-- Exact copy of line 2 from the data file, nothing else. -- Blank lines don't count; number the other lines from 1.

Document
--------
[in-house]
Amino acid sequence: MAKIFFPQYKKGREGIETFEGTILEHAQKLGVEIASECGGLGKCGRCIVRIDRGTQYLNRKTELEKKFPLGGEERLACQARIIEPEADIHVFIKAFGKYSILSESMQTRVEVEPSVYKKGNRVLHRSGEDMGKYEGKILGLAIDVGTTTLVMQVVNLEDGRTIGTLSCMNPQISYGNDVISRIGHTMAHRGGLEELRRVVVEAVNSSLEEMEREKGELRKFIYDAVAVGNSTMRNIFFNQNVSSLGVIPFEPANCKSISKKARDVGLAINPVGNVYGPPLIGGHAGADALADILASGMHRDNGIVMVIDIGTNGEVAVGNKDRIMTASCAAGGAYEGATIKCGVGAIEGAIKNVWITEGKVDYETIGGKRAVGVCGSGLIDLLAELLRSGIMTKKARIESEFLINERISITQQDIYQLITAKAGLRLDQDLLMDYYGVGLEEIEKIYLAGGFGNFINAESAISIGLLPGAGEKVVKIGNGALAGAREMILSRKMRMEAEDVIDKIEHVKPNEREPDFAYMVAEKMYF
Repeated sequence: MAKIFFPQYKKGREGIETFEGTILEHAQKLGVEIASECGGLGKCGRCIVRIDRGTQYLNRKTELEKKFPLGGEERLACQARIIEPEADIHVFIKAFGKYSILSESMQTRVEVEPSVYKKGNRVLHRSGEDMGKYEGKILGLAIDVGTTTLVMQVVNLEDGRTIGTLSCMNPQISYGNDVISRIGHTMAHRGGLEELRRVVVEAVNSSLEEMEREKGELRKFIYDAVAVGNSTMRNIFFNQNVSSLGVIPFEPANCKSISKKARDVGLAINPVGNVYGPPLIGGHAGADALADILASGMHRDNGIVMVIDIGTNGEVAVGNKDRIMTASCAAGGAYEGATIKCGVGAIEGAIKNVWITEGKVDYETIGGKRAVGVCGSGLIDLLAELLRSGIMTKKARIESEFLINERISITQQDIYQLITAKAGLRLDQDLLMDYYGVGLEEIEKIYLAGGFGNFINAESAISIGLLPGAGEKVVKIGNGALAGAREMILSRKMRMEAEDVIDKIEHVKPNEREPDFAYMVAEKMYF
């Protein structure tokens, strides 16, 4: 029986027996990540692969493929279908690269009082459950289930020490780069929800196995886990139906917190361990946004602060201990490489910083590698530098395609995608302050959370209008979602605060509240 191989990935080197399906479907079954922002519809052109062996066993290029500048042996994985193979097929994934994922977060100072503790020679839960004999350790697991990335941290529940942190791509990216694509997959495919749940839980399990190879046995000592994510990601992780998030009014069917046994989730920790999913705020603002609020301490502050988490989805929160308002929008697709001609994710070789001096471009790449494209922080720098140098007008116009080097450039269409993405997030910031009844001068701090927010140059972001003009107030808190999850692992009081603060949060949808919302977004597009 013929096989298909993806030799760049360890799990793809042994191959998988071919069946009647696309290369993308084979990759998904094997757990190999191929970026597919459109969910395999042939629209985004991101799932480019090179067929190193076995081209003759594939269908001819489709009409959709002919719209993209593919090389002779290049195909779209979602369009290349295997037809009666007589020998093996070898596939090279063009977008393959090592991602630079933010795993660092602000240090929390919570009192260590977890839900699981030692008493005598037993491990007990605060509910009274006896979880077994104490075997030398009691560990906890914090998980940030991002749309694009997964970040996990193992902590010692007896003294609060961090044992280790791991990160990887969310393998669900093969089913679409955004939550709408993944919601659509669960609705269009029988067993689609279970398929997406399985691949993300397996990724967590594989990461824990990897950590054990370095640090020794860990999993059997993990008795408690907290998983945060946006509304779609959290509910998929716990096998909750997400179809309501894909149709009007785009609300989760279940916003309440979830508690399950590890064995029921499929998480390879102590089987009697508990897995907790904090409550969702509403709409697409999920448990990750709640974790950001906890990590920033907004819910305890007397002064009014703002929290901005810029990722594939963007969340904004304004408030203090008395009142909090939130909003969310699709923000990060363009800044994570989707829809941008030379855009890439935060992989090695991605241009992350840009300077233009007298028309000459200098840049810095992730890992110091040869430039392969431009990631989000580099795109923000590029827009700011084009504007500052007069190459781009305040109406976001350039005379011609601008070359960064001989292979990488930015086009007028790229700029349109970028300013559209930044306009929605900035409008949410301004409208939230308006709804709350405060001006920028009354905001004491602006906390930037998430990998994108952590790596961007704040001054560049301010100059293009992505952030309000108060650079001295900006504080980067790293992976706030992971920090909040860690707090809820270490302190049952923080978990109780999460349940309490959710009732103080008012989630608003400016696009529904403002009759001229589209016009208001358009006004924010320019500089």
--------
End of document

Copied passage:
Amino acid sequence: MAKIFFPQYKKGREGIETFEGTILEHAQKLGVEIASECGGLGKCGRCIVRIDRGTQYLNRKTELEKKFPLGGEERLACQARIIEPEADIHVFIKAFGKYSILSESMQTRVEVEPSVYKKGNRVLHRSGEDMGKYEGKILGLAIDVGTTTLVMQVVNLEDGRTIGTLSCMNPQISYGNDVISRIGHTMAHRGGLEELRRVVVEAVNSSLEEMEREKGELRKFIYDAVAVGNSTMRNIFFNQNVSSLGVIPFEPANCKSISKKARDVGLAINPVGNVYGPPLIGGHAGADALADILASGMHRDNGIVMVIDIGTNGEVAVGNKDRIMTASCAAGGAYEGATIKCGVGAIEGAIKNVWITEGKVDYETIGGKRAVGVCGSGLIDLLAELLRSGIMTKKARIESEFLINERISITQQDIYQLITAKAGLRLDQDLLMDYYGVGLEEIEKIYLAGGFGNFINAESAISIGLLPGAGEKVVKIGNGALAGAREMILSRKMRMEAEDVIDKIEHVKPNEREPDFAYMVAEKMYF